Wednesday, August 23, 2017

Publication: J.J. Steinfeld - Essays on His Works

I'm very happy to announce that I have an essay included in a recently published anthology looking at the life and works of PEI writer, and my good friend, J.J. Steinfeld. I have very limited experience writing more academic-style pieces, but I jumped at the opportunity to be a part of this book when scholar Sandra Singer from the University of Guelph contacted me two and a half years ago. My essay, "Situational Exposition: Elisions and Inclusions in J.J. Steinfeld's Word Burials" looks at J.J.'s 2009 novel through the lens of his being the child of Holocaust survivors, of his ongoing obsession with Franz Kafka and Samuel Beckett, and of the tradition of captivity narratives that J.J. and other writers have written.

The anthology includes other scholarship from such luminaries as George Elliot Clarke, Shane Neilson, Richard Lemm, and Singer herself. If you know J.J.'s work, this book is definitely worth picking up. And if you don't know his work, this would be a good time to start reading him.

M.
 

Thursday, August 10, 2017

Acceptance: Grain magazine

So just before I took an extended long weekend and jaunted off to Scotland for a wedding, I received an acceptance letter from the venerable literary journal Grain out of Saskatchewan for a new poem of mine called "A Consortium of 26 Lien Lenders." No, that's not a joke - it actually is the title of the piece. (And many thanks to RR for providing the inspiration for it.) Anyhoo. The poem - the sixth I've published this year from the new manuscript - is slated to run in the magazine's fall issue, so look for it then.

M.

Wednesday, August 9, 2017

My review of The Nightingale Won’t Let You Sleep by Steven Heighton

I'm back in the digital pages of The Winnipeg Review with this evaluation of Steven Heighton's new novel, The Nightingale Won't Let You Sleep. I'm always impressed when a writer as accomplished in poetry as Heighton can also write well-crafted and gripping prose, and that is certainly the case here. This story, set on the divided island of Cyprus, weaves a complex tale about love, loyalty and authoritarianism in an abandoned resort town called Varosha. Definitely worth checking out. Read the review.

M.

Tuesday, July 18, 2017

My Quill and Quire review of All That is Solid Melts into Air, by Carole Giangrande ...

... is now online at the Q&Q website. This book takes on the formidable task of recreating the events of 9/11 in fiction, and as I say in the review, Giangrande does a splendid job. As I also point out, you may require an oversized crane to suspend your disbelief that so many of protagonist Valerie's loved ones could be tangled up in the events of that tragic, historic day, but if you can look past such an acute implausibility, you're in for a sharp and well-written read.

Tuesday, July 4, 2017

Out and about with The Slip and So Much Love

So RR and I are on the road here in the Maritimes doing a combination book tour/vacation, and it's been an interesting few days to say the least. On Monday of last week, we read before a small but mighty crowd at Tidewater Books in Sackville, NB, and then made our way to PEI for an event at Charlottetown's Confederation Library last Thursday. The day before that event, we got to do a wonderful interview with CBC Charlottetown's Angela Walker for her show Mainstreet, which you can listen to here.  

And speaking of radio interviews, I was also pleased to see this interview I did with the super-talented Jamie Tennant for McMaster's 93.3 FM CFMU campus radio in Hamilton about a month ago was posted while we were here. Tennant is an accomplished novelist in his own right, and his show, GET LIT, is a perfect platform for his serious interviewing chops.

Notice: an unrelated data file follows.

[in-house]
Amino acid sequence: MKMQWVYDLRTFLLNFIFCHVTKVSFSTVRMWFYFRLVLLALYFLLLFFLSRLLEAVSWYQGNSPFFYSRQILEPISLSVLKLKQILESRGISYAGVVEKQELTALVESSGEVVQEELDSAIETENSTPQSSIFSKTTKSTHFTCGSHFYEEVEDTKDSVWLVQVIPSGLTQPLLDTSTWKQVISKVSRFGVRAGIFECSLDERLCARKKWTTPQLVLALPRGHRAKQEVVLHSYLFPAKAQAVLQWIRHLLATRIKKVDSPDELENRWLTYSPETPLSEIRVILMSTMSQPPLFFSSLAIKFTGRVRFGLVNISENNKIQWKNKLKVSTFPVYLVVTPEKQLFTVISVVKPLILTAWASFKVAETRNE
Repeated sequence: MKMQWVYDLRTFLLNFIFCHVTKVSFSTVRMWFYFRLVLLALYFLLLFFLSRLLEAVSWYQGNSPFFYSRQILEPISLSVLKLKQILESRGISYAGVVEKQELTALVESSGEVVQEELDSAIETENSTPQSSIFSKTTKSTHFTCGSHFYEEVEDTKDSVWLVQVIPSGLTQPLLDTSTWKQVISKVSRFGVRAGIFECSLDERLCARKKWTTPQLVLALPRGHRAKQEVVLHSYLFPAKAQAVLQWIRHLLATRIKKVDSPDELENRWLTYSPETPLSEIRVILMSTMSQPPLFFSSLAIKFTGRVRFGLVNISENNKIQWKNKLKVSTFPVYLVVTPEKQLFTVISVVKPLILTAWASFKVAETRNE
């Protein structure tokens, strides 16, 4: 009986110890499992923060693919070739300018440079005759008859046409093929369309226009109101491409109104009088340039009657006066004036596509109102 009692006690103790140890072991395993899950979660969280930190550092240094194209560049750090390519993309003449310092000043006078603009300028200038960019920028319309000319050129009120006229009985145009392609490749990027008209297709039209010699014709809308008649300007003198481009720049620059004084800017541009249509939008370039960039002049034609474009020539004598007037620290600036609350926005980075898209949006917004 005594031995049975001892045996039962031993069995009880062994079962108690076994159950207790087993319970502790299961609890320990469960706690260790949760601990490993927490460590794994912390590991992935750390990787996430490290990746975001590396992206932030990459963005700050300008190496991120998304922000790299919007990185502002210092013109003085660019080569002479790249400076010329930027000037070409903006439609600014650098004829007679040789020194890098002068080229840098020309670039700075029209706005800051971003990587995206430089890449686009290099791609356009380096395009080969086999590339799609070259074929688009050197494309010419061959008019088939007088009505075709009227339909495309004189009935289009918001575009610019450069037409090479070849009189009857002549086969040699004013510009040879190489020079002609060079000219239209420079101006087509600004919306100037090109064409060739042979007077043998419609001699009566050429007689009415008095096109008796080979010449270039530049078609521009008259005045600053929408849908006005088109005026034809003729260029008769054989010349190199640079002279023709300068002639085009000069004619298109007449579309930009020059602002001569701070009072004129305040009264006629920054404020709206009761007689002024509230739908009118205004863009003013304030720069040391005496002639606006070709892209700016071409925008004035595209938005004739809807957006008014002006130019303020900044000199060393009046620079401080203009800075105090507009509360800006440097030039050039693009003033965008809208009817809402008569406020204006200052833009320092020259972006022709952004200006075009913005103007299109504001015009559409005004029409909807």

Finally, there was also this lovely review of The Slip posted the other day on Brenton Dickieson's blog, A Pilgrim in Narnia. Some of you may recall that Brenton, who lives here on PEI and with whom I went to high school, wrote a very generous review of my previous novel, Sad Peninsula, for his blog earlier this year. I am, as always, eternally grateful for the care and insights he has shown in his attention to my work.

Despite all this business, RR and I have managed to get some relaxation/family time in as well. The photo above shows us at Rustico Beach with my parents shortly after we arrived on PEI, and we've had some spectacular meals, lazy strolls, family-filled visits, mornings of sleeping in, a Scrabble game or two, and various other rejuvenating activities we don't get to partake in very much in our busy lives back in Toronto. It's nice to get a break.

M.

Monday, July 3, 2017

New poems in Numero Cinq

So I woke up to news this morning that the online literary journal Numero Cinq has published four poems in its new issue, which I'm very excited about. If you follow my blog you know I contribute regular reviews to this magazine, but this is the first time I've published more creative work in its pages. These pieces come from a new poetry manuscript I've been working on for about a year or so now, and I'm glad to see them out in the world. Check them out.

Tuesday, June 20, 2017

My Quill and Quire review of Arabic for Beginners, by Ariela Freedman ...

... is now online at the Q&Q website. In fact, I think it's been up for a while and I somehow missed it. Anyway. I loved, loved, loved this book. Freedman is such a fluid, confident writer and I felt I could just trust her, paragraph after paragraph, to take me wherever she wanted to go. Arabic for Beginners, about a woman who moves to Israel with her family after her husband lands a year-long university appointment, sort of felt like one of these small-press books that may not get nearly enough of the attention it deserves, so I'm hoping this starred review in the Quill helps because it really should be read by a lot of people. So go check it out!